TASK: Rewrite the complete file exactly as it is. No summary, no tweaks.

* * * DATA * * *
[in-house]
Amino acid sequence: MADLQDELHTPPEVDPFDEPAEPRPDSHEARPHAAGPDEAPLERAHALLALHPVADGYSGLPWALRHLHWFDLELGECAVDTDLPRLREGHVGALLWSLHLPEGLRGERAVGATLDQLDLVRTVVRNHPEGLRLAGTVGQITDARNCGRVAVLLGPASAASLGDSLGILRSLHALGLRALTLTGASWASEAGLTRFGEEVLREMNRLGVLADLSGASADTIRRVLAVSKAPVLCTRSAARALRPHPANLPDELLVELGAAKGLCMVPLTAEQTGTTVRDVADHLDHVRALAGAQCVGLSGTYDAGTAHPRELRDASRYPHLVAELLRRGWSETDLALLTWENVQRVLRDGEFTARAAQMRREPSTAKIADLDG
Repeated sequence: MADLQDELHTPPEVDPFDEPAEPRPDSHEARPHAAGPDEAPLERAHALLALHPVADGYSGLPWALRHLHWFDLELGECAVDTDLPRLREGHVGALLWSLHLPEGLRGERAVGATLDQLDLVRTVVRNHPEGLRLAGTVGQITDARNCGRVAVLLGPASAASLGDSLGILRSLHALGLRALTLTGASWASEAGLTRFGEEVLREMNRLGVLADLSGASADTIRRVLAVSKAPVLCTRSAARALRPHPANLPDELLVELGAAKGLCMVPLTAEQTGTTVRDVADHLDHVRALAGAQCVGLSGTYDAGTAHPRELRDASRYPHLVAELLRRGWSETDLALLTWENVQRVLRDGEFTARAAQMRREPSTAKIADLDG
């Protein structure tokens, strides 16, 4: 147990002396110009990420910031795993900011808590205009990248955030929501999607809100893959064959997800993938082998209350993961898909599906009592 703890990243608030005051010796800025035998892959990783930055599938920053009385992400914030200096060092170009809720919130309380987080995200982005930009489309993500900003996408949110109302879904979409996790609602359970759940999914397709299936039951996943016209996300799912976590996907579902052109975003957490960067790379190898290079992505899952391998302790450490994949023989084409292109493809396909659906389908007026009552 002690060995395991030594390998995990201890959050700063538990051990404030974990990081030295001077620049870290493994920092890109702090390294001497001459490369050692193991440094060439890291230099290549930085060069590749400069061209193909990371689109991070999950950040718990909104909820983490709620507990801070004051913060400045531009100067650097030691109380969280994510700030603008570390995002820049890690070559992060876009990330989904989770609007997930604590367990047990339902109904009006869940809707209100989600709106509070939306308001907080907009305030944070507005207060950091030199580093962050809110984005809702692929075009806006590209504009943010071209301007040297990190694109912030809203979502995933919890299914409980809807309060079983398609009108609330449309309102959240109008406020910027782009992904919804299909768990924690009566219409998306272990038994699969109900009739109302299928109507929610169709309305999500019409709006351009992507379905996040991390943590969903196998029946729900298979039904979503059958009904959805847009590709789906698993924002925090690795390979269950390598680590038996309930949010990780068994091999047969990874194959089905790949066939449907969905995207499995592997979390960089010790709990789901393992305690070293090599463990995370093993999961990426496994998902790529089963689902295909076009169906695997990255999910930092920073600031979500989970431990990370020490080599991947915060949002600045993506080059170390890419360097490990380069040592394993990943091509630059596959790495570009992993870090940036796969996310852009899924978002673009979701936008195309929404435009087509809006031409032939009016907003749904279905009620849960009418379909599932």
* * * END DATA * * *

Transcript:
[in-house]
Amino acid sequence: MADLQDELHTPPEVDPFDEPAEPRPDSHEARPHAAGPDEAPLERAHALLALHPVADGYSGLPWALRHLHWFDLELGECAVDTDLPRLREGHVGALLWSLHLPEGLRGERAVGATLDQLDLVRTVVRNHPEGLRLAGTVGQITDARNCGRVAVLLGPASAASLGDSLGILRSLHALGLRALTLTGASWASEAGLTRFGEEVLREMNRLGVLADLSGASADTIRRVLAVSKAPVLCTRSAARALRPHPANLPDELLVELGAAKGLCMVPLTAEQTGTTVRDVADHLDHVRALAGAQCVGLSGTYDAGTAHPRELRDASRYPHLVAELLRRGWSETDLALLTWENVQRVLRDGEFTARAAQMRREPSTAKIADLDG
Repeated sequence: MADLQDELHTPPEVDPFDEPAEPRPDSHEARPHAAGPDEAPLERAHALLALHPVADGYSGLPWALRHLHWFDLELGECAVDTDLPRLREGHVGALLWSLHLPEGLRGERAVGATLDQLDLVRTVVRNHPEGLRLAGTVGQITDARNCGRVAVLLGPASAASLGDSLGILRSLHALGLRALTLTGASWASEAGLTRFGEEVLREMNRLGVLADLSGASADTIRRVLAVSKAPVLCTRSAARALRPHPANLPDELLVELGAAKGLCMVPLTAEQTGTTVRDVADHLDHVRALAGAQCVGLSGTYDAGTAHPRELRDASRYPHLVAELLRRGWSETDLALLTWENVQRVLRDGEFTARAAQMRREPSTAKIADLDG
């Protein structure tokens, strides 16, 4: 147990002396110009990420910031795993900011808590205009990248955030929501999607809100893959064959997800993938082998209350993961898909599906009592 703890990243608030005051010796800025035998892959990783930055599938920053009385992400914030200096060092170009809720919130309380987080995200982005930009489309993500900003996408949110109302879904979409996790609602359970759940999914397709299936039951996943016209996300799912976590996907579902052109975003957490960067790379190898290079992505899952391998302790450490994949023989084409292109493809396909659906389908007026009552 002690060995395991030594390998995990201890959050700063538990051990404030974990990081030295001077620049870290493994920092890109702090390294001497001459490369050692193991440094060439890291230099290549930085060069590749400069061209193909990371689109991070999950950040718990909104909820983490709620507990801070004051913060400045531009100067650097030691109380969280994510700030603008570390995002820049890690070559992060876009990330989904989770609007997930604590367990047990339902109904009006869940809707209100989600709106509070939306308001907080907009305030944070507005207060950091030199580093962050809110984005809702692929075009806006590209504009943010071209301007040297990190694109912030809203979502995933919890299914409980809807309060079983398609009108609330449309309102959240109008406020910027782009992904919804299909768990924690009566219409998306272990038994699969109900009739109302299928109507929610169709309305999500019409709006351009992507379905996040991390943590969903196998029946729900298979039904979503059958009904959805847009590709789906698993924002925090690795390979269950390598680590038996309930949010990780068994091999047969990874194959089905790949066939449907969905995207499995592997979390960089010790709990789901393992305690070293090599463990995370093993999961990426496994998902790529089963689902295909076009169906695997990255999910930092920073600031979500989970431990990370020490080599991947915060949002600045993506080059170390890419360097490990380069040592394993990943091509630059596959790495570009992993870090940036796969996310852009899924978002673009979701936008195309929404435009087509809006031409032939009016907003749904279905009620849960009418379909599932």